Perhaps more prohibitive would be the sheer cost of processing this much voice data. Speech-to-text services aren’t cheap to deploy, even if you’re Google. The tech giant sells its Speech Recognition system to third parties for $0.006 per 15 seconds of audio. To record just you 24/7, that would cost $34.56 a day or $12,614 per year. Even with just 1 hour of audio data a day that only brings the total down to $525 a year. Scaled up to the 2.5 billion smartphone users, that’s $1.31 trillion just for voice processing. That’s not counting the data storage, processing the transcripts, database integration, networking, and other associated expenses, nor doubling up on devices like smart home speakers, TVs, and laptops.

Even if we assume Google could do all of this in-house at a fifth the price (a generous estimate), that’s $106 per consumer for a total of $264 billion per year to record every smartphone for just 1 hour per day.

Global media ad spending for 2018 is expected to hit $628.63 billion, while digital ads for phones and the like are estimated to be worth around $266 billion. Based on our rough estimate, just processing everyone’s voice would easily consume the entire world’s digital ad budget, leaving nothing left to purchase any ad space. Clearly not a very profitable venture.

Processing everyone's voice for just 1 hour per day would consume the entire 2018 digital ad budget.

Finally, consider the technical and financial absurdities above and remember that this applies for just one company. However, Google, Facebook, Amazon, IBM, Microsoft, and countless others are interested in your data, and if one of them is recording you why wouldn’t they all be at it at once? The costs would easily be multiples higher than we’ve estimated here, it’s simply not economical.

There’s a simpler explanation

So if it’s not true, why do stories and our own experiences with ads feel like we’re being listened to? It all seems far too accurate to be a coincidence, right?

The law of large numbers is likely the culprit. Even with sophisticated targeted advertising, we skip past hundreds of ads each day that don’t seem relevant to us. It only takes one eerily accurate ad experience to convince us that someone must have cheated and gleaned some insider information. It’s the same phenomenon that convinces people vague physic readings and horoscopes are related to their lives — one accurate coincidence is enough to overwrite the countless misses.

Although it seems improbable that an ad for a new watch would appear just minutes after yours stopped ticking, you might have been skimming over similar ads for weeks without noticing. Furthermore, very subtle things we give away can quickly flag a very accurate ad. If you’re of child-bearing age, don’t be surprised if you start seeing maternity product ads after logging into the free Wi-Fi at Baby Gap.

Big data is even scarier

Ultimately, the “classic” methods of data acquisition and consumer profiling are much much cheaper than processing audio hoping to eavesdrop on a product we might want. Big data collection lets companies learn an awful lot about us by drawing data from a variety of different sources.

Targeted advertising sorts us into buckets or categories based on demographics, interests, and relationships, which companies pay to pitch advertisements to. Even regularly visited locations, YouTube video history, previous purchases, and website cookies, contribute to a refined profile about your tastes, personality, and spending habits.

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Joining the dots between our various social and shopping accounts, and even multiple devices, reveals an even bigger picture, not just about us but about those we interact with. Combined with more invasive forms of tracking, such as Wi-Fi hotspot locations, Bluetooth proximity, and email scanning, and it’s easy to see how a network of our behaviors, preferences, and even the more intimate details of our lives begins to appear.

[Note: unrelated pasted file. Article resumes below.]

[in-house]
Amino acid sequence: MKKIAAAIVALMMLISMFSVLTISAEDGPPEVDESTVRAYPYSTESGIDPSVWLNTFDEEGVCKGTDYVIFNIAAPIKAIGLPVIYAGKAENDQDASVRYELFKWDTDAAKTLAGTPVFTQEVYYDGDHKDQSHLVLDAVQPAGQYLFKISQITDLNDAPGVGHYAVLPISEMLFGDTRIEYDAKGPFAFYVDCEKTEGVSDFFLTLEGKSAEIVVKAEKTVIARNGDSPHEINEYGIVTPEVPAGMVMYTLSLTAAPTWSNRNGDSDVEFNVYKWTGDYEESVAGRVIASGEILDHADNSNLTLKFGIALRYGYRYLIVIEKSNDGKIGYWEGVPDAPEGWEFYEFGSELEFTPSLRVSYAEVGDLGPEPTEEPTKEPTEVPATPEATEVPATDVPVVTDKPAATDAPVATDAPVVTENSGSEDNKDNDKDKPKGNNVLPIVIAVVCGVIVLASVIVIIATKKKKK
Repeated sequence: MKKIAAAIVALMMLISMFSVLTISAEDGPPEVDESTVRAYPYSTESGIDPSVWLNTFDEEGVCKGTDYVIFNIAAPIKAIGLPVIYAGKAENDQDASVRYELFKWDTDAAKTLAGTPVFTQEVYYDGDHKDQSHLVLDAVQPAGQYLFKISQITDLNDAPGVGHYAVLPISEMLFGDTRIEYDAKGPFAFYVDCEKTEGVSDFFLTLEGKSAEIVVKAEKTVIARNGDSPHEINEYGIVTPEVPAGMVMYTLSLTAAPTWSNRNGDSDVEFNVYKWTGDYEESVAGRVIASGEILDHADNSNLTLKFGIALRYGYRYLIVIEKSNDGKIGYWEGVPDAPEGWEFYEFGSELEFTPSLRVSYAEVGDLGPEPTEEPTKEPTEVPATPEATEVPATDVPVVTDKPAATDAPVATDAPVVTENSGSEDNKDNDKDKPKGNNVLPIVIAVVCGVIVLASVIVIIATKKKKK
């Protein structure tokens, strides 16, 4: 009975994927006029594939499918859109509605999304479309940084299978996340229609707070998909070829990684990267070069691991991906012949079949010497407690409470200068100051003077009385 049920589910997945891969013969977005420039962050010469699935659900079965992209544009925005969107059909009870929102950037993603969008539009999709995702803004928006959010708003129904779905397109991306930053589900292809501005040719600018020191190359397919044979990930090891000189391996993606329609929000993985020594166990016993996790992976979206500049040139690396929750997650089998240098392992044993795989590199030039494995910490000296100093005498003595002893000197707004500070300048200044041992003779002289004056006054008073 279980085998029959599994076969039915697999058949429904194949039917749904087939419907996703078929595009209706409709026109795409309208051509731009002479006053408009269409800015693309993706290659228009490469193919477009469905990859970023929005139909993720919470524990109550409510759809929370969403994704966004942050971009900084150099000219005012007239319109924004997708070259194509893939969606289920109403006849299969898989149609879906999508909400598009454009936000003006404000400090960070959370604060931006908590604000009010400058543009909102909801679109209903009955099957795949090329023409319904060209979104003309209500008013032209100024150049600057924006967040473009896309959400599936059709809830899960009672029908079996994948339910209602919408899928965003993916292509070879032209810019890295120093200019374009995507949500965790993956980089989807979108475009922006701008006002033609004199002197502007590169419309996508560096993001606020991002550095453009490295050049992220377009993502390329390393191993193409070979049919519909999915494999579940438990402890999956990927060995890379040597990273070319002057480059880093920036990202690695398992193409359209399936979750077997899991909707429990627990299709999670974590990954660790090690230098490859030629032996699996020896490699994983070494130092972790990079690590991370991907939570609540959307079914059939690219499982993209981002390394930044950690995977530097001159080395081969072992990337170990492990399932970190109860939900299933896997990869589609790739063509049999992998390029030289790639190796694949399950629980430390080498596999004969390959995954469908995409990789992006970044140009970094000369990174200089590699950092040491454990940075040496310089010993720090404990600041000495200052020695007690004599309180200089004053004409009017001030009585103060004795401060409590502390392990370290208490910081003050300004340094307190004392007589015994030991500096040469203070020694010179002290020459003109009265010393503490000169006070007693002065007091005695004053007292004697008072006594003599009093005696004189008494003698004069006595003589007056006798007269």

You constantly skip past ads that one day may suddenly become relevant.

This huge web of data can result in more mundane ads, like ones for games to play on your new Nintendo Switch, or creepily insightful suggestions, for things like engagement rings and maternity wear or even the new Italian restaurant you’ve been meaning to try downtown. That trip you haven’t told anyone you’re taking to East Asia isn’t such a secret if you’ve left a trail of crumbs made of Maps searches, sandal purchases, Facebook likes, Instagram follows, and your latest online reading habits. Even if you haven’t specifically typed your destination into Google, big data can join the dots to present those eerily accurate recommendations.

Big data can be so accurate as to anticipate our wants before we even realize them. Sadly, we’re just not as unique or unpredictable as we might like to think.

Wrap up

In summary, no your phone isn’t listening to you 24/7 — it simply isn’t feasible technologically or economically. Even though microphones can record with no noticeable battery drain, the raw computing power and expense of processing voice data would be extraordinary. Voice analysis on this scale just isn’t realistic at a price point that makes sense to advertisers, especially when other types of data collection are much more cost effective. Plus, secret recording is a PR disaster just waiting to happen.

This myth remains popular only because the alternative is harder to explain and comprehend for a lot of people. Targeted advertising still misses more than it hits. For every anecdote about eerily accurate ads, there’s another one for a terribly inappropriate product placement or consumers who see Amazon ads for something they bought last week.

Still, data tracking is very real and already highly invasive in many respects. We should all be increasingly concerned about our privacy, especially in light of data leaks and shady sharing deals. One thing we don’t have to worry about is our phones listening to us 24/7 — at least not yet.